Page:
By: Maximus Addington and Amelia Dell
The objective covered that this project intends to go into great depth on is comparing and contrasting hearts in the animal kingdom. In order to go into more detail than what was covered in lecture this project illustrates the specific anatomical layout and consequent difference observed between the hearts of fish, octopuses, frogs, humans, crocodiles, and birds.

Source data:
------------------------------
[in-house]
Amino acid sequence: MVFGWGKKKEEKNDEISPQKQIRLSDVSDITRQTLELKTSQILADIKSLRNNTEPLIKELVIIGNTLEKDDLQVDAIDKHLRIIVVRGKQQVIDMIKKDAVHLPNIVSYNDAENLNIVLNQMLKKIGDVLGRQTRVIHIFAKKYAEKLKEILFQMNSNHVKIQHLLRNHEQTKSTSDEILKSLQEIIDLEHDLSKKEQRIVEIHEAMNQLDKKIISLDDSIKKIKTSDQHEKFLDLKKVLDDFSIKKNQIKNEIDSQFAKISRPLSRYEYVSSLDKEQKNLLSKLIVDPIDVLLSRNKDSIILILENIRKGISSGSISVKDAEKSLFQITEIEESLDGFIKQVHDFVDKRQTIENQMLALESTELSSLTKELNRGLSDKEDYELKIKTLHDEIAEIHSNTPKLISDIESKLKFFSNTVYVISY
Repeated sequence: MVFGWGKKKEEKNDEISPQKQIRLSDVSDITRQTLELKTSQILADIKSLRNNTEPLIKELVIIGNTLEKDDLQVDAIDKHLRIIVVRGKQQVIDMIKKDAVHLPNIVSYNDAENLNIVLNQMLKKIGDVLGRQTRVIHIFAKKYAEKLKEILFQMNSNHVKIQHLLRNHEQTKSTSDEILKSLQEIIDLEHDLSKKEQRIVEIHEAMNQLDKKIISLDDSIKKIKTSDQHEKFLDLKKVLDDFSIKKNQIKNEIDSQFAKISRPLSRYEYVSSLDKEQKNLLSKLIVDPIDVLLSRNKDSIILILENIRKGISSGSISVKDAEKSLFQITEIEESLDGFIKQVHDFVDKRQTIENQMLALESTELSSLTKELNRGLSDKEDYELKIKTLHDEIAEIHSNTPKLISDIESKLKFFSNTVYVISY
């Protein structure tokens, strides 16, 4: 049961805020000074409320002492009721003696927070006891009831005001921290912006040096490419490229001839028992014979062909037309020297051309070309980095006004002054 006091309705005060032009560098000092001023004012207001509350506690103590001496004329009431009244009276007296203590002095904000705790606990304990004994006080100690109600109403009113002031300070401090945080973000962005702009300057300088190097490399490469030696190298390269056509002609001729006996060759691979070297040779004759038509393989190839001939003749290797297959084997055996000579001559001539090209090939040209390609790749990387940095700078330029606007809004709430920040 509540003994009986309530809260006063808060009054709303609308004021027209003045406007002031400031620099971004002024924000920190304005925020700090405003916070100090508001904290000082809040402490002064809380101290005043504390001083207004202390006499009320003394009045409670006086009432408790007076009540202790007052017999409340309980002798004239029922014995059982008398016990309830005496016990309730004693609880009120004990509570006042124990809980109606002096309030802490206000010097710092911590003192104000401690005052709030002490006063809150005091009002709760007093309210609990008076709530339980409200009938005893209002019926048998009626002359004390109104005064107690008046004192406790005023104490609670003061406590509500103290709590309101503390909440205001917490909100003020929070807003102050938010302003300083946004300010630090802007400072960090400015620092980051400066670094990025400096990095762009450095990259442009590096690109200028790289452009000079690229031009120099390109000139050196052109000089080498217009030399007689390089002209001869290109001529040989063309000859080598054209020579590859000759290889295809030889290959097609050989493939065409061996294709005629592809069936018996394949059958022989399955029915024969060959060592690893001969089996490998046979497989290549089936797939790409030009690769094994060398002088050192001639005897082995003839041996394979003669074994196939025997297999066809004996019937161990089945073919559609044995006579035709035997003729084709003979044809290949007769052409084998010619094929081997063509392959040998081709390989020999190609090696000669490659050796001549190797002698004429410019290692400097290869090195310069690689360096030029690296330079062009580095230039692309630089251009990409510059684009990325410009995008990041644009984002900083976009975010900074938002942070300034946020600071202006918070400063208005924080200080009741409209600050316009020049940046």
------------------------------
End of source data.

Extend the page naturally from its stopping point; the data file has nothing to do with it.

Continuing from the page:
As background, the journey to the modern human heart starts with the protozoans, which compose the foundation for the tree of life approximately 3.8 billion years ago. We then journey up the tree of life to the first multicellular organism containing a primitive coelom approximately 800 million years ago. From there we move on to Ecdysoa and Deuterostoma, two organisms belonging to the phylum Bilateria, containing the first peristatic tubular heart with a single contracting mesoderm layer. This heart likely contained a single trabeculated ventricle and a single atrium that evolved later to form a resemblance to the modern fish heart. This peristaltic heart soon underwent a rapid structural diversification that led to the aspects of the modern heart we see today including a conduction system, unidirectional circulation, etc. This rapid diversification was primarily due to the ancestral network of genes associated with the ancient heart structure that expanded through the addition of new genetic networks and gene duplication. As a result, the primitive heart previously described underwent a rapid evolution leading from a two-chambered heart with one atrium and one ventricle in the gnathostome fish; to a three-chambered heart with two atria in amphibian tetrapods; to a four-chambered heart in crocodiles, alligators, birds, and fish. The images above demonstrate the modern layout of these species/organisms.